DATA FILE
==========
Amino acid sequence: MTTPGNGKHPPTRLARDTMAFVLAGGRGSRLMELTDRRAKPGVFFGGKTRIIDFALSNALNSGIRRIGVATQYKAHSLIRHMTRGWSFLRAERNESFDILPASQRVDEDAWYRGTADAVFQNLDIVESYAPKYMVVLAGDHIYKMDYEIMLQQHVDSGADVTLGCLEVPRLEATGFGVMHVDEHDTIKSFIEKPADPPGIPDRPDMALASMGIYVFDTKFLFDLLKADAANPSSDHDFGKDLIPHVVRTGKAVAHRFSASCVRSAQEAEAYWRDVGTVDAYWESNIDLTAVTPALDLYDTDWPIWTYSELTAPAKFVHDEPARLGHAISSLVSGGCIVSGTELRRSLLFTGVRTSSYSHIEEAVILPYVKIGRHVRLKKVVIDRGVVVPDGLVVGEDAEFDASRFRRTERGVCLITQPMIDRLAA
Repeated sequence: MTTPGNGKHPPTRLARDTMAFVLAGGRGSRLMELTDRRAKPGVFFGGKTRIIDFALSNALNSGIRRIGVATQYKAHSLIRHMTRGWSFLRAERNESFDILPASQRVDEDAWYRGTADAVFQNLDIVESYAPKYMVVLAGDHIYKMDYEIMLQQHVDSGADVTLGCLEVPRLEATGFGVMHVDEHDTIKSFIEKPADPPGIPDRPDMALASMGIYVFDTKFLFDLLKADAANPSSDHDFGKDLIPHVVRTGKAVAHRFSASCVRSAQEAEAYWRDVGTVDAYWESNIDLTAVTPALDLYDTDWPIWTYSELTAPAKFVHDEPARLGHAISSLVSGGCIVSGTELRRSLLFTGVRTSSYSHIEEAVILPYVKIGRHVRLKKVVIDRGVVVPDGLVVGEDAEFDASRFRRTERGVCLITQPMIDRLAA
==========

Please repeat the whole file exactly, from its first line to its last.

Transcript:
Amino acid sequence: MTTPGNGKHPPTRLARDTMAFVLAGGRGSRLMELTDRRAKPGVFFGGKTRIIDFALSNALNSGIRRIGVATQYKAHSLIRHMTRGWSFLRAERNESFDILPASQRVDEDAWYRGTADAVFQNLDIVESYAPKYMVVLAGDHIYKMDYEIMLQQHVDSGADVTLGCLEVPRLEATGFGVMHVDEHDTIKSFIEKPADPPGIPDRPDMALASMGIYVFDTKFLFDLLKADAANPSSDHDFGKDLIPHVVRTGKAVAHRFSASCVRSAQEAEAYWRDVGTVDAYWESNIDLTAVTPALDLYDTDWPIWTYSELTAPAKFVHDEPARLGHAISSLVSGGCIVSGTELRRSLLFTGVRTSSYSHIEEAVILPYVKIGRHVRLKKVVIDRGVVVPDGLVVGEDAEFDASRFRRTERGVCLITQPMIDRLAA
Repeated sequence: MTTPGNGKHPPTRLARDTMAFVLAGGRGSRLMELTDRRAKPGVFFGGKTRIIDFALSNALNSGIRRIGVATQYKAHSLIRHMTRGWSFLRAERNESFDILPASQRVDEDAWYRGTADAVFQNLDIVESYAPKYMVVLAGDHIYKMDYEIMLQQHVDSGADVTLGCLEVPRLEATGFGVMHVDEHDTIKSFIEKPADPPGIPDRPDMALASMGIYVFDTKFLFDLLKADAANPSSDHDFGKDLIPHVVRTGKAVAHRFSASCVRSAQEAEAYWRDVGTVDAYWESNIDLTAVTPALDLYDTDWPIWTYSELTAPAKFVHDEPARLGHAISSLVSGGCIVSGTELRRSLLFTGVRTSSYSHIEEAVILPYVKIGRHVRLKKVVIDRGVVVPDGLVVGEDAEFDASRFRRTERGVCLITQPMIDRLAA